So much goes into making a workplace suitable for employees—flexibility, salary perks, team dynamics, etc.—but sometimes we forget that technology is paramount to allowing people to be productive and engaged. I experienced this first hand years ago during an internship. I worked for an intelligence organization and assumed I’d be surrounded by the latest and greatest in digital devices and tools.
I was wrong. It took 3 days just for me to receive my work computer, and even then I experienced multiple set-backs from bluescreens and crashes.
After reading Nexthink’s State of Digital Experience, I realize now that my poor digital experience back then actually made a lot of sense when you break down the data we see from our customers.
What’s the right company size for you & your digital experience?
In addition to holiday shopping, many people this season will probably shop for a new career or job. Though fall and spring tend to be the most popular seasons for job seekers, January and February offers an ideal time for many—a rare period when HR teams come back rested and with full hiring budgets, and job seekers feel rejuvenated and motivated to pursue those New Year’s resolutions.
Most applicants will inevitably look to popular tech companies like Google, Microsoft, and Amazon even though they’d probably have a better chance of getting hired if they’d target companies with 500 or fewer employees.
But you almost can’t blame job seekers for looking to businesses with the largest headcounts—with more manpower often comes more budget and the possibility to advance one’s career.
Or at least that’s the perception.
Job stability can also be a motivating factor for many to seek employment with large companies. The Society for Human Resources Management released a report in 2015 stating that big businesses had significantly higher employee tenure (8.8 years) for their employees compared to small and medium organizations.
What’s strange though is that regardless of company size, most employees out there are unhappy with their workplace tools and technologies. In fact, in Deloitte’s 2019 Global Human Capital Trends report, 62% of workers report they are unhappy (not satisfied + somewhat satisfied) with their current digital tools.
So what’s a job seeker to do? Look to the giants, the startups, or medium-sized employers?
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Finding the digital workplace sweet spot
Finding the right work environment comes down to multiple factors—work-life balance, salary, career growth opportunities, job perks, etc.—too many to list here and too diverse to cover the wants and needs of so many workers.
But when it comes to identifying the right digital work environment, we have found evidence that there is a certain sweet spot in company size.
Too small (< 1k employees) or too large (> 20k employees) a company, and the Digital Employee Experience suffers. In these particular company bands, we’ve witnessed more problems with devices, web browsers crashing, and extended logon durations. Yet, our customers that have between 1k – 20k employees performed the strongest with a Digital Experience Score ranging from 6.8 – 7.0 (out of 10 possible points).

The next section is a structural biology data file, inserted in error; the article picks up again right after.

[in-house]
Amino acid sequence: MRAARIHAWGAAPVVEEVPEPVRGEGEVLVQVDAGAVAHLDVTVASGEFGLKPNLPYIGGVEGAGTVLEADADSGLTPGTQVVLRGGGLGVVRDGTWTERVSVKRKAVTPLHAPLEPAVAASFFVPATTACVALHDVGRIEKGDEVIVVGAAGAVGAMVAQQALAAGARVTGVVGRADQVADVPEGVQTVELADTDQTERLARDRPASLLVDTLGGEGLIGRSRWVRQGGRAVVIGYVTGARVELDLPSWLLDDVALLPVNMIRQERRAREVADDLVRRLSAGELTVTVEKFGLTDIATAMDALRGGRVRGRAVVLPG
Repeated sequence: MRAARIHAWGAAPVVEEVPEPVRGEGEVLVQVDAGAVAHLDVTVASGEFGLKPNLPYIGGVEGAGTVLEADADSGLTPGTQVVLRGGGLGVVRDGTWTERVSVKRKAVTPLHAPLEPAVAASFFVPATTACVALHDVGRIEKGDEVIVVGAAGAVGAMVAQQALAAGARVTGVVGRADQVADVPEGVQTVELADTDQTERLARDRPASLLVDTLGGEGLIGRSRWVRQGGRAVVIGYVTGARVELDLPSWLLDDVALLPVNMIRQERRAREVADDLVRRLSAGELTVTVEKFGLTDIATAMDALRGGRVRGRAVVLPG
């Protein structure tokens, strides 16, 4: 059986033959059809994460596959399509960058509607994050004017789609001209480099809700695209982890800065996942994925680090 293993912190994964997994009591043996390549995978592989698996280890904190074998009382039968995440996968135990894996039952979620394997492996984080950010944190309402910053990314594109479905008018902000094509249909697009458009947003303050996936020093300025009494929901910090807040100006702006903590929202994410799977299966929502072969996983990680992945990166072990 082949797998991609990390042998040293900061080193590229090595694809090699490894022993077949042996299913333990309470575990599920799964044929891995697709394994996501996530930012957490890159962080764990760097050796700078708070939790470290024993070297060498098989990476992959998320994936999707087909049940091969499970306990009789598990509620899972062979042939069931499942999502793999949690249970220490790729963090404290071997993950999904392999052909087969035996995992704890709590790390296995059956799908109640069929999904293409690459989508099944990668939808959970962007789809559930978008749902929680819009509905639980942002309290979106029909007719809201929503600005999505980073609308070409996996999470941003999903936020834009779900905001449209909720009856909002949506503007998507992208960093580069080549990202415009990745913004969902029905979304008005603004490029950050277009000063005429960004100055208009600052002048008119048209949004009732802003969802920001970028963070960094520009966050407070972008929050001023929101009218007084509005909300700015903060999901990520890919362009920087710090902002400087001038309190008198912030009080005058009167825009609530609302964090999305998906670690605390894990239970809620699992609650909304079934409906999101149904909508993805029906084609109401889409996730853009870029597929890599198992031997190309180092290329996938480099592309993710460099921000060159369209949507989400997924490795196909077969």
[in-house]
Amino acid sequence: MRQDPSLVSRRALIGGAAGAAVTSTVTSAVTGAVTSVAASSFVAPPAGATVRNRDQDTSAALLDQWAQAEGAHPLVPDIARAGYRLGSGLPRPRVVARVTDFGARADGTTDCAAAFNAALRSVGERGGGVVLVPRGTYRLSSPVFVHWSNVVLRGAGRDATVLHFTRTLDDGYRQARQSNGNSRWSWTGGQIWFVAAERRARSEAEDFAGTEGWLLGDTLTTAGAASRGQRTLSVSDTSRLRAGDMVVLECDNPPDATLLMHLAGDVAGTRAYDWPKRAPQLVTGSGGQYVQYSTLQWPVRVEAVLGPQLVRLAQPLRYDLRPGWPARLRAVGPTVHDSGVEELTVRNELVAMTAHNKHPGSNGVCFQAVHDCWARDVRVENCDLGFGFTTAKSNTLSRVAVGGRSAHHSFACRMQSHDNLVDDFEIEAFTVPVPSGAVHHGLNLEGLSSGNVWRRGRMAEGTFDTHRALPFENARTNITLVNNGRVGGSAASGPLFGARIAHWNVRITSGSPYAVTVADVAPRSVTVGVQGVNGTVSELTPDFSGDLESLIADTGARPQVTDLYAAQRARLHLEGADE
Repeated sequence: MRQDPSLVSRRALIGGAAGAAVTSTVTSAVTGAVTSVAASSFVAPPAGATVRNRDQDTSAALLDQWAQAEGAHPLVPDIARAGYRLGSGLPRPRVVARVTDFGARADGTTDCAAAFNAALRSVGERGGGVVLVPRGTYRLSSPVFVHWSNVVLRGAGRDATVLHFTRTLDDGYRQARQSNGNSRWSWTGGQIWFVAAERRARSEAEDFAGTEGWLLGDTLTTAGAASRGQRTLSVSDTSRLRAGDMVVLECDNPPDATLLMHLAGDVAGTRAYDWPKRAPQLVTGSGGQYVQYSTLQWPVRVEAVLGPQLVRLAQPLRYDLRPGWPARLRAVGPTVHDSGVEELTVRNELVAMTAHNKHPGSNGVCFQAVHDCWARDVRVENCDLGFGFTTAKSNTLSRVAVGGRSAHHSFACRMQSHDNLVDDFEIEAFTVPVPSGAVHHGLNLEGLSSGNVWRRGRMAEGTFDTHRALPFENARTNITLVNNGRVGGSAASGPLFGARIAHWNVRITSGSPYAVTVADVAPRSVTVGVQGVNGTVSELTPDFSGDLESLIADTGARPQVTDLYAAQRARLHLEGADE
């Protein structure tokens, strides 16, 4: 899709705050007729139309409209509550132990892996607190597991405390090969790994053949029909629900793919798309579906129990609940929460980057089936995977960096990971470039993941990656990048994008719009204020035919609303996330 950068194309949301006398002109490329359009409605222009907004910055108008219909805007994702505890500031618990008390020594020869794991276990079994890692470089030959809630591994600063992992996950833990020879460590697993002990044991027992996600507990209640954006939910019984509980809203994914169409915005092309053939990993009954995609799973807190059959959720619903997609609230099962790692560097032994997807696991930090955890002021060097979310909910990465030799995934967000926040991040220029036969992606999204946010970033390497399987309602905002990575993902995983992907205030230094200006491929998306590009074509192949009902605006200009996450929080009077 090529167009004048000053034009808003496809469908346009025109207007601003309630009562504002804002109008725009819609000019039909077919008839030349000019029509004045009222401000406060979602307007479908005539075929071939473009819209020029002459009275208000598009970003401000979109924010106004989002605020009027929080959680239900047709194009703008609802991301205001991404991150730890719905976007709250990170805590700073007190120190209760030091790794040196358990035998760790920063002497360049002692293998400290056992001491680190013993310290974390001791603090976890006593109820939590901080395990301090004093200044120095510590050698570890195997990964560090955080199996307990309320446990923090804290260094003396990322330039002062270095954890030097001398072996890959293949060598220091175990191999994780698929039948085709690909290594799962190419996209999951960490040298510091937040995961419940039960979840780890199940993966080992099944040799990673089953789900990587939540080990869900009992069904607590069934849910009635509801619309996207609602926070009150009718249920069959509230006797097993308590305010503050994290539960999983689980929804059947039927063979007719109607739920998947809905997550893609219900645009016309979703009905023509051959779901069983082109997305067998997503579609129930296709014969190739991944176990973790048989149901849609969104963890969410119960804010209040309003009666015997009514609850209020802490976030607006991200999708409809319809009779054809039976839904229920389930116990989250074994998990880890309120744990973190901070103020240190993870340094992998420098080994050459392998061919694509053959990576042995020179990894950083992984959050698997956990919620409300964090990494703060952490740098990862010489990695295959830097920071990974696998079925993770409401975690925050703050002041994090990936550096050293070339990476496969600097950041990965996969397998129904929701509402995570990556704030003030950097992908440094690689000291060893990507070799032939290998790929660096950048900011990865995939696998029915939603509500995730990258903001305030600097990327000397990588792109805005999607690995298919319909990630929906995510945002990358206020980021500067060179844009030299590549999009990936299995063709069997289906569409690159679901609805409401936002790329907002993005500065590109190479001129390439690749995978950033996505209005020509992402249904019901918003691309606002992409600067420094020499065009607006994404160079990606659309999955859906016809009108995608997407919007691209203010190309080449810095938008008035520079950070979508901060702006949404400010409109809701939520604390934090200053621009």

The Digital Experience Score (The Score) is a comprehensive end-user computing index that measures just how well employees’ experience their digital work environments and how well IT departments support them. The Score combines daily statistics on Employee Sentiment, Web Browsing, Devices, Security, Business Apps, and Productivity and Collaboration to give IT support teams a powerful real-time understanding of their entire end-user computing environment.
We also found that our smallest customers (< 1,000 employees) received an average score of 6.7 and the largest companies (+20k) and (+50k) received an average of 6.4 and 5.8 respectively. Thus, the “sweet-spot” for the best Digital Employee Experience may very well be at companies that have between 1k – 20k employees.
Of course, company size isn’t the only determinant when it comes to a positive or negative workplace experience, but this evidence does offer plenty of food for thought for not just job seekers, but also for HR and IT leaders.
I didn’t realize it all those years ago when I was an intern, but I assumed that just because I was walking into a company with thousands of employees they were going to offer me a supreme computing environment. I figured I would experience a better digital work environment there than if I were to work in a small business or start-up. Of course, I was wrong because years later I worked at a start-up and found my digital work experience to be vastly superior to my time at the bigger intelligence organization.
Change is possible for any company size
Even though our customer findings are informative they are not written in stone. In fact, many of our clients, regardless of their company size, have shown 3 to 5 point improvements in their Digital Experience Scores after just a few days of working with us.
Luckily, Nexthink’s platform offers fast remediations and powerful ITSM integrations that make it easy for our customers to isolate and resolve IT issues, regardless of their company size and budget. The point is that job seekers, IT support, and HR leaders should pay attention to possible “sweet spots” for ideal computing environments but they shouldn’t let that information define their future.